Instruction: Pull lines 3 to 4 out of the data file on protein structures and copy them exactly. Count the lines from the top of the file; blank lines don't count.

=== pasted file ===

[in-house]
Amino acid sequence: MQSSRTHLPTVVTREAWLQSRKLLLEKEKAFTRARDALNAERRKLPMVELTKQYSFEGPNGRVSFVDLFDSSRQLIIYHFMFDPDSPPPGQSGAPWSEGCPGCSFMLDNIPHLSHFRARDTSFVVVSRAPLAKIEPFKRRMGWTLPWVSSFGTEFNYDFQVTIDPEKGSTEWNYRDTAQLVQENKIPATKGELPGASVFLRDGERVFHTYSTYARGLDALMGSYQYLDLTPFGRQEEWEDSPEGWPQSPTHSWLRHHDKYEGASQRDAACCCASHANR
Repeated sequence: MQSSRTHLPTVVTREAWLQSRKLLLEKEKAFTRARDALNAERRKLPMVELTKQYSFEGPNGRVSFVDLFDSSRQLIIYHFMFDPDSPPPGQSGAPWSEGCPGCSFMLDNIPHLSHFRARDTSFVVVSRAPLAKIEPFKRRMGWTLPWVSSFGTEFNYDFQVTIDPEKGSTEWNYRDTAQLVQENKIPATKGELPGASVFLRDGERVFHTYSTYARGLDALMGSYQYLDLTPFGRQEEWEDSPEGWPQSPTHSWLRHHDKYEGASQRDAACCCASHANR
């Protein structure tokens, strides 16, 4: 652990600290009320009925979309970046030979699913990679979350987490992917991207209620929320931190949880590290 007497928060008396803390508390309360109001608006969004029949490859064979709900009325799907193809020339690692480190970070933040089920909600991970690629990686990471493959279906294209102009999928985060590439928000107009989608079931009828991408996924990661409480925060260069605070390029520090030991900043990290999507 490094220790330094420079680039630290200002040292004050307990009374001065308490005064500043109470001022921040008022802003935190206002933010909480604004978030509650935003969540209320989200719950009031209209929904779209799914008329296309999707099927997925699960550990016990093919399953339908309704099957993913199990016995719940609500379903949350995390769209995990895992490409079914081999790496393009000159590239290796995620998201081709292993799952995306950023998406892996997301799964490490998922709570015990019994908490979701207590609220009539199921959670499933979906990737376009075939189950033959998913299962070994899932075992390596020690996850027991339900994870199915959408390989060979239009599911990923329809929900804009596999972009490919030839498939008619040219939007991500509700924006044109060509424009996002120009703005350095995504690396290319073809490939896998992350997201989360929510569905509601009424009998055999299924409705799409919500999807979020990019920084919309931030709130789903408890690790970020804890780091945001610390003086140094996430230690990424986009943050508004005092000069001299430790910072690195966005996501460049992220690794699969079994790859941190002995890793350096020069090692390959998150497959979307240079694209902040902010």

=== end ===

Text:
Repeated sequence: MQSSRTHLPTVVTREAWLQSRKLLLEKEKAFTRARDALNAERRKLPMVELTKQYSFEGPNGRVSFVDLFDSSRQLIIYHFMFDPDSPPPGQSGAPWSEGCPGCSFMLDNIPHLSHFRARDTSFVVVSRAPLAKIEPFKRRMGWTLPWVSSFGTEFNYDFQVTIDPEKGSTEWNYRDTAQLVQENKIPATKGELPGASVFLRDGERVFHTYSTYARGLDALMGSYQYLDLTPFGRQEEWEDSPEGWPQSPTHSWLRHHDKYEGASQRDAACCCASHANR
């Protein structure tokens, strides 16, 4: 652990600290009320009925979309970046030979699913990679979350987490992917991207209620929320931190949880590290 007497928060008396803390508390309360109001608006969004029949490859064979709900009325799907193809020339690692480190970070933040089920909600991970690629990686990471493959279906294209102009999928985060590439928000107009989608079931009828991408996924990661409480925060260069605070390029520090030991900043990290999507 490094220790330094420079680039630290200002040292004050307990009374001065308490005064500043109470001022921040008022802003935190206002933010909480604004978030509650935003969540209320989200719950009031209209929904779209799914008329296309999707099927997925699960550990016990093919399953339908309704099957993913199990016995719940609500379903949350995390769209995990895992490409079914081999790496393009000159590239290796995620998201081709292993799952995306950023998406892996997301799964490490998922709570015990019994908490979701207590609220009539199921959670499933979906990737376009075939189950033959998913299962070994899932075992390596020690996850027991339900994870199915959408390989060979239009599911990923329809929900804009596999972009490919030839498939008619040219939007991500509700924006044109060509424009996002120009703005350095995504690396290319073809490939896998992350997201989360929510569905509601009424009998055999299924409705799409919500999807979020990019920084919309931030709130789903408890690790970020804890780091945001610390003086140094996430230690990424986009943050508004005092000069001299430790910072690195966005996501460049992220690794699969079994790859941190002995890793350096020069090692390959998150497959979307240079694209902040902010």